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HELOCs vs. home equity loans: 3 questions to ask yourself

Tapping into the equity you've built in your home is a great way to access cash to help fund a home renovation project, consolidate existing debt or cover other upcoming expenses. 
Two of the most popular options for doing this — home equity loans and home equity lines of credit (HELOCs) can also help you get solid interest rates in today's economy. That's because they're secured by the value of your home, allowing you to qualify for better rates than unsecured personal loans or credit cards (while also making it even more imperative to keep up with payments). 
But if you're considering using home equity today, which of these two borrowing options is best? If you have a goal in mind for the cash and how you'll repay it, the answers you give to a few specific questions can help you decide.
Find out the best home equity rates you can qualify for today here.
Before you decide between a HELOC or a home equity loan, ask yourself the following questions. 
When you borrow from your home equity, the type of interest rate you get can impact the amount you pay over time.
"Home equity loans are often based on a fixed rate whereas HELOCs are typically variable rate," says Gregory Crofton, CFP, founder of Adap Tax Financial. "Compare rates. Lower is better." However, given the possibility that interest rates could fall in the not-so-distant future, "a variable rate loan will likely benefit from lower future rates at the cost of the certainty of a fixed rate," Crofton adds.
So, if you're concerned about paying today's high rates over the lifetime of your loan, a HELOC with a variable interest rate that generally moves alongside federal interest rates could be better for you. Otherwise, a home equity loan with fixed interest can help you avoid potentially even higher rates and reliably budget for a regular monthly payment over a fixed period.
Start comparing home equity interest rates you can qualify for here!
The way you actually access the money you borrow from your home equity varies greatly between home equity loans and HELOCs.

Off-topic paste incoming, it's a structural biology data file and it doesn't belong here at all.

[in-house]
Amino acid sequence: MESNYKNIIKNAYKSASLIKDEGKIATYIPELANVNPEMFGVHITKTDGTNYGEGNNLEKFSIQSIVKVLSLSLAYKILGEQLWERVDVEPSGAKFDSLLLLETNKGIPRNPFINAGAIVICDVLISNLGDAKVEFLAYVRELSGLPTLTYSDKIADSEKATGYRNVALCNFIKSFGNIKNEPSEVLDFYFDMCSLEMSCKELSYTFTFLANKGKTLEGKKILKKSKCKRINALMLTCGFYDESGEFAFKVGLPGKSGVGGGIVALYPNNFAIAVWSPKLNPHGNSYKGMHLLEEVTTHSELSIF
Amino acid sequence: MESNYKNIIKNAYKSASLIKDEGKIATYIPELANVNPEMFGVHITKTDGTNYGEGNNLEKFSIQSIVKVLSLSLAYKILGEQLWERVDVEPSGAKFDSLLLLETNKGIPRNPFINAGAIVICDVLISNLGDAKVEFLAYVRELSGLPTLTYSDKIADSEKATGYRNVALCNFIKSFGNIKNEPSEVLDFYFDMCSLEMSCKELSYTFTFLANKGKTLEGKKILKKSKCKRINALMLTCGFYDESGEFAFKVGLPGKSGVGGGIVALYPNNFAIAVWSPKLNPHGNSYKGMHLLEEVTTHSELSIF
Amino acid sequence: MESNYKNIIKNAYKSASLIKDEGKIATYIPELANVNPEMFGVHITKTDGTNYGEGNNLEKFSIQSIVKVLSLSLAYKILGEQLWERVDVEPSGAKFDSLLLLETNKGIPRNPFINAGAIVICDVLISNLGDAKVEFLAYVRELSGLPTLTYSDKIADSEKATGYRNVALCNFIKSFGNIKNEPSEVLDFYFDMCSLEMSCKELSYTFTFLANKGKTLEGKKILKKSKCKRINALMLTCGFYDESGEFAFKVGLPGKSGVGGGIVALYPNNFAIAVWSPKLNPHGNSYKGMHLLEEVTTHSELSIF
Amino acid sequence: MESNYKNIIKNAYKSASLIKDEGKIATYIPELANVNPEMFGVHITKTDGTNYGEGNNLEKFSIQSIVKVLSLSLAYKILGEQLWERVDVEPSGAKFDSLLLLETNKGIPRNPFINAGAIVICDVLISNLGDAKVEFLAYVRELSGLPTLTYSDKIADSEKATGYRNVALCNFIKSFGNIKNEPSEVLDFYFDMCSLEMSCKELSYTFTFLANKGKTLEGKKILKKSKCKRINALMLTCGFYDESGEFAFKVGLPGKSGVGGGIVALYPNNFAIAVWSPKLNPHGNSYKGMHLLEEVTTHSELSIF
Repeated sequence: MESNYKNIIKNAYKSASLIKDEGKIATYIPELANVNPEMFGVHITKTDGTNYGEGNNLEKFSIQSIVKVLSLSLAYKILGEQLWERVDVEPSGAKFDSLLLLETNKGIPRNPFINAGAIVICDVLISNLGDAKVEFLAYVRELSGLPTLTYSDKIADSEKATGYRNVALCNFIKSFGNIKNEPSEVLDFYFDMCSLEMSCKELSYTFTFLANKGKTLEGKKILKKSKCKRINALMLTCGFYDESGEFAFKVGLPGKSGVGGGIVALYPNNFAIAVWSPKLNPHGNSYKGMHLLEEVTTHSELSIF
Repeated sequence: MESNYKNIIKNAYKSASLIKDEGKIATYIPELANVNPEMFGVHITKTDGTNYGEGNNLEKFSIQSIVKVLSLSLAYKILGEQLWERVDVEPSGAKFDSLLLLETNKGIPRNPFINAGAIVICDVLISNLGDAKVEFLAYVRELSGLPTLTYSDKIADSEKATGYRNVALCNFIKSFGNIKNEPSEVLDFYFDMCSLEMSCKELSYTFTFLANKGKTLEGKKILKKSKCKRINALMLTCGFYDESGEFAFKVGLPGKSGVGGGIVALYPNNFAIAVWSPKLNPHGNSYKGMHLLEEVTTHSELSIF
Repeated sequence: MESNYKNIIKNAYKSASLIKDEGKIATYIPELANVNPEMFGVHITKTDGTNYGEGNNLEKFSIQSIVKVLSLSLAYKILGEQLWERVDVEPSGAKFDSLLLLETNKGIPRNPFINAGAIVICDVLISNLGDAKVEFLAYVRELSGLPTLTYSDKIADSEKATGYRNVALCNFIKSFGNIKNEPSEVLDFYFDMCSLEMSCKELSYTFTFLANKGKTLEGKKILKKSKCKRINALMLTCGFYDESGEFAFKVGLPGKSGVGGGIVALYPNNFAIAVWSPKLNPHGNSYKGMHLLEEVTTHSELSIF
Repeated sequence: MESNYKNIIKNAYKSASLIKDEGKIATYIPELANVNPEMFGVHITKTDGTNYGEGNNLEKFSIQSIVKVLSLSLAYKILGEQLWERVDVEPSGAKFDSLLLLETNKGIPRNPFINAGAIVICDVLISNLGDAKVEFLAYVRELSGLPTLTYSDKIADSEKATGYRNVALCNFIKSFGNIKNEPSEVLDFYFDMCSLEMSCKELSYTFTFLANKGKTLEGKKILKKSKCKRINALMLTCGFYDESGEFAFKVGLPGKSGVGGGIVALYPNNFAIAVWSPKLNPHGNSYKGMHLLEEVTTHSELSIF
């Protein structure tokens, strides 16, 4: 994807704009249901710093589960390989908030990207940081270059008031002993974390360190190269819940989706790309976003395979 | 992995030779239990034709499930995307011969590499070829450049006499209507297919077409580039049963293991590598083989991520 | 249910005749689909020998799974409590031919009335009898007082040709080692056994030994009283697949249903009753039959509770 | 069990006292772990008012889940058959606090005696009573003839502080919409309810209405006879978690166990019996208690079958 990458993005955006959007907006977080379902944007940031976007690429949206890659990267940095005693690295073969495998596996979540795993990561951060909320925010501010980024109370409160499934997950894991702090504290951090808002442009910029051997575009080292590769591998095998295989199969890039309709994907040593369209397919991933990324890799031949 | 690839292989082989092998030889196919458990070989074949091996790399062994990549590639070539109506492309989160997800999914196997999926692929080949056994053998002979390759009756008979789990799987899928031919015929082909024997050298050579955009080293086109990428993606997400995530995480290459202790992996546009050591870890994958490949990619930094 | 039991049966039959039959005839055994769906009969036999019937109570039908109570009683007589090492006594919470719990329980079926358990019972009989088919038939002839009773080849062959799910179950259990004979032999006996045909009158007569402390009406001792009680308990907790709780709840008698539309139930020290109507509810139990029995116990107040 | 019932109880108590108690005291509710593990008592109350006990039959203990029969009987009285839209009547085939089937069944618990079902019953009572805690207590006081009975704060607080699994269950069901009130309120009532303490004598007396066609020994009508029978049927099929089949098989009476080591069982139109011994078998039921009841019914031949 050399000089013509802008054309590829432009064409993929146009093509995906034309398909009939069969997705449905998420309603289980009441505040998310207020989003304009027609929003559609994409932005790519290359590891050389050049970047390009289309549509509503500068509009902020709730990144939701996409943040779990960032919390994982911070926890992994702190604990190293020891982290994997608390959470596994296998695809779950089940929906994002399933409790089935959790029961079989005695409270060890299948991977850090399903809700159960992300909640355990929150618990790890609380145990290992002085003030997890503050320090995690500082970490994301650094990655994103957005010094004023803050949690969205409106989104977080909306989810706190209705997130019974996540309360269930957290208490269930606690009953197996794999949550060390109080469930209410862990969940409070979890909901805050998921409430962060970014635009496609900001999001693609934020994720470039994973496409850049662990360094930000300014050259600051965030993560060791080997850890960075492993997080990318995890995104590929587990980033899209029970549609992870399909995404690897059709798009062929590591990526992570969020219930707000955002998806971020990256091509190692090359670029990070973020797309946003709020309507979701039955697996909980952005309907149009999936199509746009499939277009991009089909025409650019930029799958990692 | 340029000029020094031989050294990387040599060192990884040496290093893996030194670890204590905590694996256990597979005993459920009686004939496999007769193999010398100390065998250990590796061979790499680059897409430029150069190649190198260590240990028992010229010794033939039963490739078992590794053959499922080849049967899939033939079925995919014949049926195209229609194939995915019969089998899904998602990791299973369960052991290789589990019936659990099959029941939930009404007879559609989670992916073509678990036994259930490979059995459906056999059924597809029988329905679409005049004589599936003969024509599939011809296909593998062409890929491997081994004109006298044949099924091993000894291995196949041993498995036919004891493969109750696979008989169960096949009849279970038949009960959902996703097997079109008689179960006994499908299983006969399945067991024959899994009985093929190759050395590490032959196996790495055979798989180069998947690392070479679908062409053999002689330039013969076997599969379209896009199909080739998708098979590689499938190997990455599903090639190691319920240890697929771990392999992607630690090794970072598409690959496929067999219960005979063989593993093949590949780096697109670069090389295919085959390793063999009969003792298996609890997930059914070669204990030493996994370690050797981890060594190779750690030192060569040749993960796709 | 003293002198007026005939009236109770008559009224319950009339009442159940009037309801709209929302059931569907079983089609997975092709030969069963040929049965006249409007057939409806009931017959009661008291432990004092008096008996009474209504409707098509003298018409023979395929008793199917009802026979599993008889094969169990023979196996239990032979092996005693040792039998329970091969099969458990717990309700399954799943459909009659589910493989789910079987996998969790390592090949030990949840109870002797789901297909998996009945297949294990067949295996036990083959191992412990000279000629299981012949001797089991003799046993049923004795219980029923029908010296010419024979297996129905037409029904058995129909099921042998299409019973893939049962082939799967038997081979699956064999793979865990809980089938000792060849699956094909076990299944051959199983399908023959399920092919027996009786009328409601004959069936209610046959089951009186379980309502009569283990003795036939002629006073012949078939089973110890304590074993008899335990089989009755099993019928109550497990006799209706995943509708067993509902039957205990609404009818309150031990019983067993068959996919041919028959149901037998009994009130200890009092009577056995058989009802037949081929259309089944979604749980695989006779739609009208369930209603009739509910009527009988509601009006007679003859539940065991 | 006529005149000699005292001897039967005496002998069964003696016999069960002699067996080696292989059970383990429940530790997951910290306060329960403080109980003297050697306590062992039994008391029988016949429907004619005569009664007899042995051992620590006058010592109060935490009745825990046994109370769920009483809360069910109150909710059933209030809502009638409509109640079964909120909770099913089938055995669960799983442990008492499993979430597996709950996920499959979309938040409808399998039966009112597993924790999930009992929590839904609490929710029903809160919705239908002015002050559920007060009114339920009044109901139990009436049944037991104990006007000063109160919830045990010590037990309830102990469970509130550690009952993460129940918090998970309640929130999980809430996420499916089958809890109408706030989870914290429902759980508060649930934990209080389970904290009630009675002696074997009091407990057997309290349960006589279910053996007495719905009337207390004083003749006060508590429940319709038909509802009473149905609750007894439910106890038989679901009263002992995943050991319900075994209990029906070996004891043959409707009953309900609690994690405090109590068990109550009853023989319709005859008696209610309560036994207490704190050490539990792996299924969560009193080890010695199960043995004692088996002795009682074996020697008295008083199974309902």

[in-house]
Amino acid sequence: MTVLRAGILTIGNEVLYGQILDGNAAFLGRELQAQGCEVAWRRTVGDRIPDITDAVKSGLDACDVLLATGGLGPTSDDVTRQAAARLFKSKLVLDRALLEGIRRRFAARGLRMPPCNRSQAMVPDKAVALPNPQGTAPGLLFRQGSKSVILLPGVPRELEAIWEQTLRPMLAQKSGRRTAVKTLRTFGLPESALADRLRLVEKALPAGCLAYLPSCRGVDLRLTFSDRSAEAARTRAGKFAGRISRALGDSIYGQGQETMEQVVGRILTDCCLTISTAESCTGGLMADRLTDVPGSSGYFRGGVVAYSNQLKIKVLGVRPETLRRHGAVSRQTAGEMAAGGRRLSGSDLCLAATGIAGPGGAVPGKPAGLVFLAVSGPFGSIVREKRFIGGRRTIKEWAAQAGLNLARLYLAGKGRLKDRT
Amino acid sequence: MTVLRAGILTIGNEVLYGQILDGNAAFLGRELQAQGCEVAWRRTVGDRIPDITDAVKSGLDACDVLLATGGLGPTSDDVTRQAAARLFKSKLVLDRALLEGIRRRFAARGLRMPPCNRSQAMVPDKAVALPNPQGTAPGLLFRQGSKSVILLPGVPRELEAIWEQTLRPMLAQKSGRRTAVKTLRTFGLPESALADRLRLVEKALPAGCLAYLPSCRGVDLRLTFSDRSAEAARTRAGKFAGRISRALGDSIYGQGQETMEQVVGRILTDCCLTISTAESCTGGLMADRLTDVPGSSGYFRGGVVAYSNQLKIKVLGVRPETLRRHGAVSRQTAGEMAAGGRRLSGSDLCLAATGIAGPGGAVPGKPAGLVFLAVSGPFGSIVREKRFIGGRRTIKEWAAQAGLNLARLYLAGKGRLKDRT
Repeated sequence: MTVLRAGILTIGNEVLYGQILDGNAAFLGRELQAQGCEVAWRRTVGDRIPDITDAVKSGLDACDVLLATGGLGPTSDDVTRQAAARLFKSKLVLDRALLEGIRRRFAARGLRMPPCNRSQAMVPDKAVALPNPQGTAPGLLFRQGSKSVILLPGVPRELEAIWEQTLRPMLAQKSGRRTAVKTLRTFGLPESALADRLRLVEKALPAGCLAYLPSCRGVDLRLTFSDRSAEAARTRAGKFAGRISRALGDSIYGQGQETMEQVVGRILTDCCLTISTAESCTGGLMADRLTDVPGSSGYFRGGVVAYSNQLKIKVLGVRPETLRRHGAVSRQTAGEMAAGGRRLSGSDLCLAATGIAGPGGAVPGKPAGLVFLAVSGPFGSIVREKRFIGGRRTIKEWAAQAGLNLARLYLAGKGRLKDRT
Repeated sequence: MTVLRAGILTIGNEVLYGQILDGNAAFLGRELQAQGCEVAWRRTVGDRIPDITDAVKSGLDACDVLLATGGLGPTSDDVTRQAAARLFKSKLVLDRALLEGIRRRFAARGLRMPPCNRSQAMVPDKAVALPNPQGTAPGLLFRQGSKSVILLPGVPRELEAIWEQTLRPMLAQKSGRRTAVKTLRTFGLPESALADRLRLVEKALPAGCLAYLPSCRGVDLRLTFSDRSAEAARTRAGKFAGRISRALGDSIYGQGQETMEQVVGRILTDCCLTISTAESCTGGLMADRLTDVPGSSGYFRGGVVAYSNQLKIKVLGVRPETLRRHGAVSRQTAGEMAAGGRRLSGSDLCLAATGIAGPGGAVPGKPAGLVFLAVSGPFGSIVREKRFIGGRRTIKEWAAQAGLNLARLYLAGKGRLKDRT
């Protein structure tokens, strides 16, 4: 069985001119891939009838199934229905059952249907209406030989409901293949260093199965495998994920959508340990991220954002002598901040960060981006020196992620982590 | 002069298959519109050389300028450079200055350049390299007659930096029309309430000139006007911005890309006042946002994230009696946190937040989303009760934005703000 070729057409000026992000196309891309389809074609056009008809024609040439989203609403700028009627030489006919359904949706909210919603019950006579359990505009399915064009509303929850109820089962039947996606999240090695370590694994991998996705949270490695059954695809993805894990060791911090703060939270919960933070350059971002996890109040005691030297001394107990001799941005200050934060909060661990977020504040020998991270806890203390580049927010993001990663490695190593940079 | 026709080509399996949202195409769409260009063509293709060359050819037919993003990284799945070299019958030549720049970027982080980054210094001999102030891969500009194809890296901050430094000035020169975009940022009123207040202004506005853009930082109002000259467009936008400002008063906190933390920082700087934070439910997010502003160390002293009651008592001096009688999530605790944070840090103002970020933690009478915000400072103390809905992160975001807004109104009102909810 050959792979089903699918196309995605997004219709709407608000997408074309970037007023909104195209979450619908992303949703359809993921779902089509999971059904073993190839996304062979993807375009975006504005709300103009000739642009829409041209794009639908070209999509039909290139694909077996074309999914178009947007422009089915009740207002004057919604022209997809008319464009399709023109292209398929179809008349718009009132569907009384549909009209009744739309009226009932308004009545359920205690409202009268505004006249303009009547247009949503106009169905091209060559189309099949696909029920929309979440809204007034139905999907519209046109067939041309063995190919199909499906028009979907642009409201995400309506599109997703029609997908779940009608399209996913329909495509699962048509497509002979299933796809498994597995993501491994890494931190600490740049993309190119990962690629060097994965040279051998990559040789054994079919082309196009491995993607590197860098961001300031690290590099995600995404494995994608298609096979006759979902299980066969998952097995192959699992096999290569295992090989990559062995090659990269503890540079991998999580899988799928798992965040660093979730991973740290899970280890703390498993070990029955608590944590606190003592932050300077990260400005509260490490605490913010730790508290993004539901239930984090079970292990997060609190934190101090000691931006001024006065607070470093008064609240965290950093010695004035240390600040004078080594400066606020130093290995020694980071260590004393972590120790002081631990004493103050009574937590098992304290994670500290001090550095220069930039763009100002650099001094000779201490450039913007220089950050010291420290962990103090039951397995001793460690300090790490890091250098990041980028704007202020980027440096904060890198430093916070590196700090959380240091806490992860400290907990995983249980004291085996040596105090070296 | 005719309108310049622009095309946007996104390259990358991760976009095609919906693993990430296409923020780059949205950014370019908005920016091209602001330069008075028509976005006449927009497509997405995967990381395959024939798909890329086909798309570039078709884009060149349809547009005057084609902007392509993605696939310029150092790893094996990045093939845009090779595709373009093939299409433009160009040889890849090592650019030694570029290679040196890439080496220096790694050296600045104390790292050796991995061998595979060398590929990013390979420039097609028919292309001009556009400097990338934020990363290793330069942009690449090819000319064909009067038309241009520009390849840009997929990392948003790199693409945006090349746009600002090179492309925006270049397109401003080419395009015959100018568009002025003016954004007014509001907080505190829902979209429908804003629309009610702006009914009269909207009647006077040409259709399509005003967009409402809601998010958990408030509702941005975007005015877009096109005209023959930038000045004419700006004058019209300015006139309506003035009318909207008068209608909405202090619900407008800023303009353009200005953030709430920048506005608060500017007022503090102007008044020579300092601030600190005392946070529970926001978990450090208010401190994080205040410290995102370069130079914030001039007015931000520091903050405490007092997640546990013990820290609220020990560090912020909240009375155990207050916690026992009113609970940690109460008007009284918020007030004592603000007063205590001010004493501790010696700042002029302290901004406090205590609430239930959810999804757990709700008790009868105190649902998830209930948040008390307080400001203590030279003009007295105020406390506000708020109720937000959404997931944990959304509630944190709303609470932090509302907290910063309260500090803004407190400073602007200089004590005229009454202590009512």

When you're approved for a home equity loan, you'll receive the total loan amount in a lump sum payment and can do whatever you'd like with it. When you get a HELOC, on the other hand, it's similar to getting a new credit card. You'll be approved for a certain credit line, which you can draw from as you need over a given period (usually up to 10 years). 
These different ways of receiving the money you borrow from home equity can also influence how much you'll pay back over time. With a home equity loan, you'll simply pay the interest you accrue over your fixed repayment timeline. But with a HELOC, you'll only owe interest on the amount you actually borrow. If you end up not using a portion of your credit line, you don't have to pay interest on that amount.
So knowing upfront whether you'll get more use from the money all at once or by accessing portions of it over time can be an influencing factor in the loan type you choose.
Anytime you borrow money, it's good to know what you'll use it for before you apply. Home equity loans may be better suited for certain uses over a HELOC, and vice versa.
For example, a lump sum home equity loan can be great if you're starting a home renovation for which you've already gotten a price quote and know your loan can cover much of the cost. It's also a great option for debt consolidation since you can use the money to pay off existing high-interest debt all at once. 
HELOCs, on the other hand, are great for ongoing home projects that could accrue more costs over time or if you plan to do several projects over the next few years. And while a fully stocked emergency fund is always ideal for unexpected expenses, drawing upon a HELOC you already have could be a way to cover emergencies that arise if you don't already have the money saved.
The good news for those using home equity for home improvements is that both home equity loans and HELOCs can have tax advantages. When you use the money for eligible home improvements or renovations on your primary residence, the interest you accrue may be tax-deductible.
Thinking a home equity loan or HELOC could be right for you? Start comparing today's best rates now.
Home equity loans and HELOCs can help homeowners access the funds they may need for a wide range of purposes, including completing home renovations designed to boost their equity even more. And in today's high interest rate environment, they offer relatively affordable alternatives to higher-interest lending options.
To decide which is best for you, make sure to ask yourself key questions about the type of interest rate you want, how you'll receive the money and what you'll use it for. Then you can start finding top rates you'll qualify for today.